2. Tracing Letters – Number 1 thing, start with capital letters. Also be sure that the letters are in a developmentally appropriate font. For example, the font I use for this blog, the letter “a” isn’t how we teach writing letter “a”. So just keep that in mind. Also as you child traces, be present with them until they understand the steps of each letter. Remember the whole, letters are made of curves and lines? Okay so they should only trace with you there telling them the steps. For capital letter “I” it’s big line down, little line across the top, little line across the bottom. Feel free to leave a question on this blog if you need about this. I’ll get all the directions for each letter on here ASAP. But in the meantime, ask away or send me a direct message on Instagram: @busylittleizzy. I love these chalkboards, I believe they even can do custom name boards.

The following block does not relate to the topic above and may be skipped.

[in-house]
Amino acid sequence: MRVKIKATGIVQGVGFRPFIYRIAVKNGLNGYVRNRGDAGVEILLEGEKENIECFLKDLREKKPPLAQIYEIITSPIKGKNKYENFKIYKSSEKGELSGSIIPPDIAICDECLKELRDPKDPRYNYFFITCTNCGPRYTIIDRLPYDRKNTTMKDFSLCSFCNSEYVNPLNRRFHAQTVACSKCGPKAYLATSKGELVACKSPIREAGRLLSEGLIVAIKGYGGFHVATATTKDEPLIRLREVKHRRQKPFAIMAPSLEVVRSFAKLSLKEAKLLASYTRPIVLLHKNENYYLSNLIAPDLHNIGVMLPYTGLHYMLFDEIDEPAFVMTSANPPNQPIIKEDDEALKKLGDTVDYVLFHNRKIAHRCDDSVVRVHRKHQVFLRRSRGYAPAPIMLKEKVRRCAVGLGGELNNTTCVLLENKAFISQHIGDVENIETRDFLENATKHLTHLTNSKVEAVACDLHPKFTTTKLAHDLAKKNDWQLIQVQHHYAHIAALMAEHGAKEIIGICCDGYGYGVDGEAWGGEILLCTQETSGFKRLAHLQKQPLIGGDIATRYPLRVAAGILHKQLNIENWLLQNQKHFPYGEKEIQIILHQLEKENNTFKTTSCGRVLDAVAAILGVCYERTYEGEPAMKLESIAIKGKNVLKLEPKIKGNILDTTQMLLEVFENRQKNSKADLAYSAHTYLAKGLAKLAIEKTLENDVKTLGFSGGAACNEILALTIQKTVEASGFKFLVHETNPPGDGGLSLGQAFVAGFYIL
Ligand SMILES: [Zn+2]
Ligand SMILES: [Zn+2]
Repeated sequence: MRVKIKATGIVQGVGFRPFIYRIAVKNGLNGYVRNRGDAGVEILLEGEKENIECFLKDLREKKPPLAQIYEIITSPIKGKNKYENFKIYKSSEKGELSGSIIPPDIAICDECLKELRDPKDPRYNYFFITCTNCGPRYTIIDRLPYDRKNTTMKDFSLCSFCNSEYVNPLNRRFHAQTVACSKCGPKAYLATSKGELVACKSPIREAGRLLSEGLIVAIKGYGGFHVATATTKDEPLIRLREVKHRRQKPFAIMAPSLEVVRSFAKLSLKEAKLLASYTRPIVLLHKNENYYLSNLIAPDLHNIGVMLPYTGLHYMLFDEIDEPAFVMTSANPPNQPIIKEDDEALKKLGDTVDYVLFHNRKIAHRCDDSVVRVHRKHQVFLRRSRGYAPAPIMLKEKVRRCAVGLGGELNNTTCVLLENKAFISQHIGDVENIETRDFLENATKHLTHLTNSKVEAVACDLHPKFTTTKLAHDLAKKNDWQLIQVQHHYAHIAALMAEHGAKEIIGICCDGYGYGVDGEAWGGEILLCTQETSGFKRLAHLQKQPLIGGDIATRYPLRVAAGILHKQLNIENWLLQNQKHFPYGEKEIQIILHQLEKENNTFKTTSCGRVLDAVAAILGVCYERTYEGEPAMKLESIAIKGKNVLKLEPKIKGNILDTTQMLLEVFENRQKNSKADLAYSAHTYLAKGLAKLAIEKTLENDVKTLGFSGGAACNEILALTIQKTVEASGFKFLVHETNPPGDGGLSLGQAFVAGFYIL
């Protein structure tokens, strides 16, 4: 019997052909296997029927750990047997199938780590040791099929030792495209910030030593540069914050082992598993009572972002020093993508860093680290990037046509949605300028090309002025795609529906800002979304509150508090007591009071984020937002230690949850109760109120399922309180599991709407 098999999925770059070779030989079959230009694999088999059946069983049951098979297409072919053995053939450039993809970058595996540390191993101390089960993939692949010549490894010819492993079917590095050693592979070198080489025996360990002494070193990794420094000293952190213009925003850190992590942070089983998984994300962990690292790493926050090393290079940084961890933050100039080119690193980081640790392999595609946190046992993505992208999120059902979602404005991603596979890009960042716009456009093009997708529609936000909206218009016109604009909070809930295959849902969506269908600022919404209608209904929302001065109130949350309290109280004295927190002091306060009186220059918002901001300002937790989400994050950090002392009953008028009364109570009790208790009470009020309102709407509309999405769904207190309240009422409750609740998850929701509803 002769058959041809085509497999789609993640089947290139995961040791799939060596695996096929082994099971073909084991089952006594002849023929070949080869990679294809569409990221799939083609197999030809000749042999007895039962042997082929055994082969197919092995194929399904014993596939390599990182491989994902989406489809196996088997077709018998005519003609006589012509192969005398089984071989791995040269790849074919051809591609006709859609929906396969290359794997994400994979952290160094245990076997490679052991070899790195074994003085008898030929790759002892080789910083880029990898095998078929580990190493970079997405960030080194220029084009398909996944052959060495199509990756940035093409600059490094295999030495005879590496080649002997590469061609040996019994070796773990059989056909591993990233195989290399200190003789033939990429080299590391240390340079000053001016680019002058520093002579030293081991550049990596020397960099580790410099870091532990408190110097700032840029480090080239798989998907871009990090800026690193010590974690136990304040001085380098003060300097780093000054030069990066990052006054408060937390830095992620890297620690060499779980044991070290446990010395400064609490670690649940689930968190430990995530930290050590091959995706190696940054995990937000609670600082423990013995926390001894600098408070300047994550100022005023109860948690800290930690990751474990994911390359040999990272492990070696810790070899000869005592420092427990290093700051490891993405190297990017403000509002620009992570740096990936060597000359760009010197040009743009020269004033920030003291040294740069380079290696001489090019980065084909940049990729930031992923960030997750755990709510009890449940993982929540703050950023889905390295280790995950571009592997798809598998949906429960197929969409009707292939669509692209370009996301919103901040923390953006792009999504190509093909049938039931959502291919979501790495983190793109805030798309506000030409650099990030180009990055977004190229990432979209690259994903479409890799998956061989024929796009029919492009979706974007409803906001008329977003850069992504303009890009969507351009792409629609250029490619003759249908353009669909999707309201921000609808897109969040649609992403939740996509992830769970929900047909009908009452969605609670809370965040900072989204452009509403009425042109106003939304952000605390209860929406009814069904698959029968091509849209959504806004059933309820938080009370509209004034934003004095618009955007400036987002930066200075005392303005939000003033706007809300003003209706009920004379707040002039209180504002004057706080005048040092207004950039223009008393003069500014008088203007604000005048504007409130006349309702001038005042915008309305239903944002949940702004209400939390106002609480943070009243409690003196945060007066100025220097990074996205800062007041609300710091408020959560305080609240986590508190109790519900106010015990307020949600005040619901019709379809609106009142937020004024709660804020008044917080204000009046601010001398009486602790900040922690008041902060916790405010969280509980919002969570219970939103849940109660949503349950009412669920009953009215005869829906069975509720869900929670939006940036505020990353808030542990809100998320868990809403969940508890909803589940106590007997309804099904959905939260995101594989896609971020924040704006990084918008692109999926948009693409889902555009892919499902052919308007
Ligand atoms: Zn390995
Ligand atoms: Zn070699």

4 Weeks to Read, is also a great program that works on reading and writing. For an extra 15% off your order use our code Izzy15. Izzy LOVES the program and has been reading their books! It’s a great program, that really works and has easy to follow instructions, plus videos online to help guide you if needed. We are affiliates with this program, so using our code, helps us bring in a small commission which keeps this blog running.
4. Words & Familiar Names
Work with your child on writing words that are familiar or relatable to them. You can even have them practice writing their name, “D A D”, “M O M”, a family pet’s name, or the name of a sibling. At this stage you are working on writing letters correctly and getting them motivated and excited about writing. It’s not as much about being to spell correctly every time.
5. 2-3 Words
Please note, if your child is 5+ and writing is an exhausting activity for their hand, you may want to consider an evolution for OT to strengthen their hands and grasp.
This is a live post, which means I will be continuing to add to it.